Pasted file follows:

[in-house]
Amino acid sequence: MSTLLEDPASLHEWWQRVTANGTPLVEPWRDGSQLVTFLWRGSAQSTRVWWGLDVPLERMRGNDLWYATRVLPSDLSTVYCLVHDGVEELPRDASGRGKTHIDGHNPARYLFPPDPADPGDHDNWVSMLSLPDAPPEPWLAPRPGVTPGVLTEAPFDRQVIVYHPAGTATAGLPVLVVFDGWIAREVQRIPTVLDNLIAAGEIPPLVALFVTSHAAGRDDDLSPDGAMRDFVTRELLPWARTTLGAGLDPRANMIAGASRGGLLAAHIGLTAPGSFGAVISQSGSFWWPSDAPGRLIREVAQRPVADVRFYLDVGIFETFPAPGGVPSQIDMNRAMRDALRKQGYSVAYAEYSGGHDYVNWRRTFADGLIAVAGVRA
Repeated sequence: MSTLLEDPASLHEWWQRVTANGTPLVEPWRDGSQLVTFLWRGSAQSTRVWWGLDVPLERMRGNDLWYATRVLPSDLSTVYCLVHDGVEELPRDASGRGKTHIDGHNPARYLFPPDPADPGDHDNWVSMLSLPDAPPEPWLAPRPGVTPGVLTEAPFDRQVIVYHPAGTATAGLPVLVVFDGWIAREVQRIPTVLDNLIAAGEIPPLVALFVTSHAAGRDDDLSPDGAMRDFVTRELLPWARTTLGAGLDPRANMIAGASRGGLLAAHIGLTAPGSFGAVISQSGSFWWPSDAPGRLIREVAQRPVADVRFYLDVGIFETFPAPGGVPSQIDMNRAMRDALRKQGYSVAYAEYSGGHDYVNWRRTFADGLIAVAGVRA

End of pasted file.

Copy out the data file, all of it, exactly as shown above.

[in-house]
Amino acid sequence: MSTLLEDPASLHEWWQRVTANGTPLVEPWRDGSQLVTFLWRGSAQSTRVWWGLDVPLERMRGNDLWYATRVLPSDLSTVYCLVHDGVEELPRDASGRGKTHIDGHNPARYLFPPDPADPGDHDNWVSMLSLPDAPPEPWLAPRPGVTPGVLTEAPFDRQVIVYHPAGTATAGLPVLVVFDGWIAREVQRIPTVLDNLIAAGEIPPLVALFVTSHAAGRDDDLSPDGAMRDFVTRELLPWARTTLGAGLDPRANMIAGASRGGLLAAHIGLTAPGSFGAVISQSGSFWWPSDAPGRLIREVAQRPVADVRFYLDVGIFETFPAPGGVPSQIDMNRAMRDALRKQGYSVAYAEYSGGHDYVNWRRTFADGLIAVAGVRA
Repeated sequence: MSTLLEDPASLHEWWQRVTANGTPLVEPWRDGSQLVTFLWRGSAQSTRVWWGLDVPLERMRGNDLWYATRVLPSDLSTVYCLVHDGVEELPRDASGRGKTHIDGHNPARYLFPPDPADPGDHDNWVSMLSLPDAPPEPWLAPRPGVTPGVLTEAPFDRQVIVYHPAGTATAGLPVLVVFDGWIAREVQRIPTVLDNLIAAGEIPPLVALFVTSHAAGRDDDLSPDGAMRDFVTRELLPWARTTLGAGLDPRANMIAGASRGGLLAAHIGLTAPGSFGAVISQSGSFWWPSDAPGRLIREVAQRPVADVRFYLDVGIFETFPAPGGVPSQIDMNRAMRDALRKQGYSVAYAEYSGGHDYVNWRRTFADGLIAVAGVRA